Okra is in season now and I’ve been seeing beautiful specimens going cheap at my local greengrocer. I have also seen it in asian grocers. Choose ones which are unblemished (dark black patches indicate the withering of age) and firm. If you don’t have any prior experience with okra, don’t do what I did the first time and cook it in a pot of boiling water, unless you want to end up with a pool of inedible slime.

I prefer hot dry cooking for okra and you can eat the okra by itself as a side dish or on top of curries.

Pan-fried Okra

Trim tops off okra and slice into 2 or 3 pieces lengthwise. Pan fry in ghee (or other preferred cooking fat), turning several times, until softened and nicely charred. It takes just a few minutes to cook. Sprinkle a little salt.

okra montage

Gai Lan, Okra and Enoki Stir Fry


  • 1 tablespoon cooking fat of your choice: lard, schmaltz, coconut oil

  • 1 clove garlic, smashed
  • 1 bunch gai larn (chinese kale), washed and cut into 3 inch lengths
  • 200g enoki mushrooms, washed & ends trimmed
  • 3-4 large okra, sliced
  • dry sherry or Shao Xing cooking wine
  • 2 tablespoons gluten-free soy sauce
  • ¾ tsp sesame oil
  • salt, to taste


  1. Heat fat in a wok or large frying pan. When the oil is hot, add the garlic and cook until oil is smoking (take care not to burn the garlic).
  2. Add the gai larn, okra, salt and sherry and cook over high heat, stirring frequently, until the gai larn is nearly done.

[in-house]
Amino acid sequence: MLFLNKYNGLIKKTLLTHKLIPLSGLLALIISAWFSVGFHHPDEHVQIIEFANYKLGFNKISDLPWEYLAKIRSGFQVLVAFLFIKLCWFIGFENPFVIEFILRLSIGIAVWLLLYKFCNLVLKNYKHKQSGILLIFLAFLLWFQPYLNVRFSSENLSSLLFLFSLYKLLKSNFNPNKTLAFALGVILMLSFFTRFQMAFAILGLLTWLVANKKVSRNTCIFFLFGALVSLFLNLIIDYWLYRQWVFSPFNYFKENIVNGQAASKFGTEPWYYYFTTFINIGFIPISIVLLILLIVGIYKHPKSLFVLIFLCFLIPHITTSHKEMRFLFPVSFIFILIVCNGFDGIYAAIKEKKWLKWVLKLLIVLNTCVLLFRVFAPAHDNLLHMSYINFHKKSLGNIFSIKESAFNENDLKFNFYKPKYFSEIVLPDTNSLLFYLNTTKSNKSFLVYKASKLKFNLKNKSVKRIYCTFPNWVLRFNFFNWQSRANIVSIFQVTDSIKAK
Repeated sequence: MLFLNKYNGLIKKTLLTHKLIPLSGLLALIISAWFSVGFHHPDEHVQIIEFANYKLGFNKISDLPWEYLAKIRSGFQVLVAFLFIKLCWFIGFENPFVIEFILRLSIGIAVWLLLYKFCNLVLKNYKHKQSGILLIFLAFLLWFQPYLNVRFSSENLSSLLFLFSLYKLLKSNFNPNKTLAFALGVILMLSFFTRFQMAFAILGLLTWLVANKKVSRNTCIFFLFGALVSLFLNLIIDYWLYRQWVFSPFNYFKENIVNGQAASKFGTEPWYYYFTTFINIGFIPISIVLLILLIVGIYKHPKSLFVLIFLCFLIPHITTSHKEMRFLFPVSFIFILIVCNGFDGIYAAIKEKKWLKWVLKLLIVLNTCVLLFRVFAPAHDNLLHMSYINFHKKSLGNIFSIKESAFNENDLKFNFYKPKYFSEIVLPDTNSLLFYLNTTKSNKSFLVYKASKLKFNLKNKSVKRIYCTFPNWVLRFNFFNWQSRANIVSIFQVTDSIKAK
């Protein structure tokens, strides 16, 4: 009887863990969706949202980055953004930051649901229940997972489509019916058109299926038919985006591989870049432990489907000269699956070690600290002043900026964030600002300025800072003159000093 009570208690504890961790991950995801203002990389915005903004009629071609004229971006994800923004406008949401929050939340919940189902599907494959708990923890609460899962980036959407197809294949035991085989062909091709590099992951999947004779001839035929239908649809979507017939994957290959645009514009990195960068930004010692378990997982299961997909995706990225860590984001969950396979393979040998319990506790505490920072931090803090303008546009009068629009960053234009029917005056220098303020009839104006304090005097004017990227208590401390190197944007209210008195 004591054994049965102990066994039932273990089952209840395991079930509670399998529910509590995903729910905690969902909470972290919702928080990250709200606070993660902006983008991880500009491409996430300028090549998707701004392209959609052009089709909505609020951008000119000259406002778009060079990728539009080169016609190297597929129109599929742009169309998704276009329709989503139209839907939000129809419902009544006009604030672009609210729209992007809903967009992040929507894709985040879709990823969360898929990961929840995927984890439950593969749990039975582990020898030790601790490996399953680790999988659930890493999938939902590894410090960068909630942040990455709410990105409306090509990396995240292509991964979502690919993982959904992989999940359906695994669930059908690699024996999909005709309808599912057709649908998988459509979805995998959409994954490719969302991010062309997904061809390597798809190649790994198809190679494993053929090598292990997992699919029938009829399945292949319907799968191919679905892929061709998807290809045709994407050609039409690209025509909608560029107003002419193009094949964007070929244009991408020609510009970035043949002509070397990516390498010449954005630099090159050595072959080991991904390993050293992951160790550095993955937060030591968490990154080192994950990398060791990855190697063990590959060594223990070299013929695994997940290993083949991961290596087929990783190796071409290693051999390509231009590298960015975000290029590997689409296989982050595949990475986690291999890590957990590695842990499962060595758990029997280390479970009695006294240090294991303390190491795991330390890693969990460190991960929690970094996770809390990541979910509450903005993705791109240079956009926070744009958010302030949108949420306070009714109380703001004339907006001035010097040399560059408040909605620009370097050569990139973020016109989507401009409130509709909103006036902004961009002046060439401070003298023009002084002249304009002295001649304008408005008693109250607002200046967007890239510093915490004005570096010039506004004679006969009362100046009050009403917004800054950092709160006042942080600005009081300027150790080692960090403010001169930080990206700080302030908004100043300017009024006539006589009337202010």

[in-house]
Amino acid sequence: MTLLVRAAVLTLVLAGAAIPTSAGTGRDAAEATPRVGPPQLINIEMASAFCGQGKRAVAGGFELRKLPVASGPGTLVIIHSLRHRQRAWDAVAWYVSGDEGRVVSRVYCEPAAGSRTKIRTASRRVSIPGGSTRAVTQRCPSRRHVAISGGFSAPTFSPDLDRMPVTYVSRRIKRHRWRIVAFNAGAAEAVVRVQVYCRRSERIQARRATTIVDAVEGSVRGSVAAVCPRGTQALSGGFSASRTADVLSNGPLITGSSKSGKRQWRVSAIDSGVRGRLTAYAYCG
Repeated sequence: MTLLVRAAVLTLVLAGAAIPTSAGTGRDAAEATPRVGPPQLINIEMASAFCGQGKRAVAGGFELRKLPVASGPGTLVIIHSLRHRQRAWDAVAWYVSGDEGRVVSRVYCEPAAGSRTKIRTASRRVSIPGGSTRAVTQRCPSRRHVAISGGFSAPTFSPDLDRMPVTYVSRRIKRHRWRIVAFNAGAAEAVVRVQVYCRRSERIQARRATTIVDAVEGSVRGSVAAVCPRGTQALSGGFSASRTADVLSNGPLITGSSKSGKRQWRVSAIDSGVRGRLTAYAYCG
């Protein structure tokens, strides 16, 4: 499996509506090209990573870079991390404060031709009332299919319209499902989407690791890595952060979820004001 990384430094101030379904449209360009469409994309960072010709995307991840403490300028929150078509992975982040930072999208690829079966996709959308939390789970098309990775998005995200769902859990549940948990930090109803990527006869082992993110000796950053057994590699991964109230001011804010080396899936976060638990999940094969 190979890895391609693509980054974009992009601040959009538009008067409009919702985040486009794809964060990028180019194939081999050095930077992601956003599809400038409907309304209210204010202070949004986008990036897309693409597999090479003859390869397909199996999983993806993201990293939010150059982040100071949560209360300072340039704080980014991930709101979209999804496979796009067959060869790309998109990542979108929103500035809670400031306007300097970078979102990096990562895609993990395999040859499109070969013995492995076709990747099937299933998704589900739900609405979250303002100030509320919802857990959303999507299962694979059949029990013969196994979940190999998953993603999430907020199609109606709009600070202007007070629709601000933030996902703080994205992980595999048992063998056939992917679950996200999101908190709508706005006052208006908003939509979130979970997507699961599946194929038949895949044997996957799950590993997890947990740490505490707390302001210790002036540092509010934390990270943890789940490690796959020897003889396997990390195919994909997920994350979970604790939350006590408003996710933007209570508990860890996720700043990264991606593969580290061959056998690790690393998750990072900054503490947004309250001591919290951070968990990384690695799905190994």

3. Add enoki, soy sauce and sesame oil and cook until gai larn is tender.

Cobb Salad with Garlic Mayo


I’ve been enamoured with the idea of breakfast salads recently and have been enjoying this Cobb Salad virtually every day. I eat it around 11-12 noon and it keeps me going till dinner, and I find it saves a lot of time only having to eat 2 meals per day. The dressing is made with homemade mayo and is so silky and luscious, it is the star of the show. It is a great salad to take on picnics because it doesn’t get soggy. Just pack the dressing separately and add prior to serving.

This salad can be a time-consuming to make all the components from scratch, but is quicker to prepare if you have cooked chicken, bacon and hard-boiled eggs on hand. I like to bake a big batch of chicken marylands and freeze some to use later.

Cobb Salad


  • ⅔ cup mayonnaise
  • 2 cloves garlic (roasted or pressure-cooked)
  • ⅛ tsp paprika
  • 1 tsp lemon juice


  • 1 medium cos lettuce
  • 1 large handful of rocket
  • Any other herbs you like, such as basil, coriander, watercress
  • Celery, finely diced, 1 stick (optional)
  • Cooked meat (skin-on) from 2 chicken marylands, diced (approx 3 cups)
  • 6 rashers of bacon
  • White wine vinegar or lemon juice
  • 1 avocado, deseeded and sliced
  • 3-4 hardboiled eggs, quartered
  • 3 tablespoons chopped chives
  • Black pepper, salt


  1. Cook the bacon till crispy. I love using the oven as you don’t need to supervise it very much and when cooked in the frypan it tends to curl up. When bacon is cool, cut into small pieces. Set aside.
  2. Meanwhile, combine the dressing ingredients. Set aside. (I use cooked or roasted garlic as it is less harsh than raw garlic. A quick way is to trim the top off a full unpeeled head of garlic and cook in the pressure cooker for 5 minutes.)
  3. IMG_3113_cobb_1

  4. Tear the lettuce and greens into bite sized pieces and place into salad bowl. Add chicken (and celery if using) and combine.
  5. cobb_2

  6. Arrange the sliced avocado on top; sprinkle on a little white wine vinegar or lemon juice to prevent browning. Next, add the eggs and bacon. Season with salt and pepper.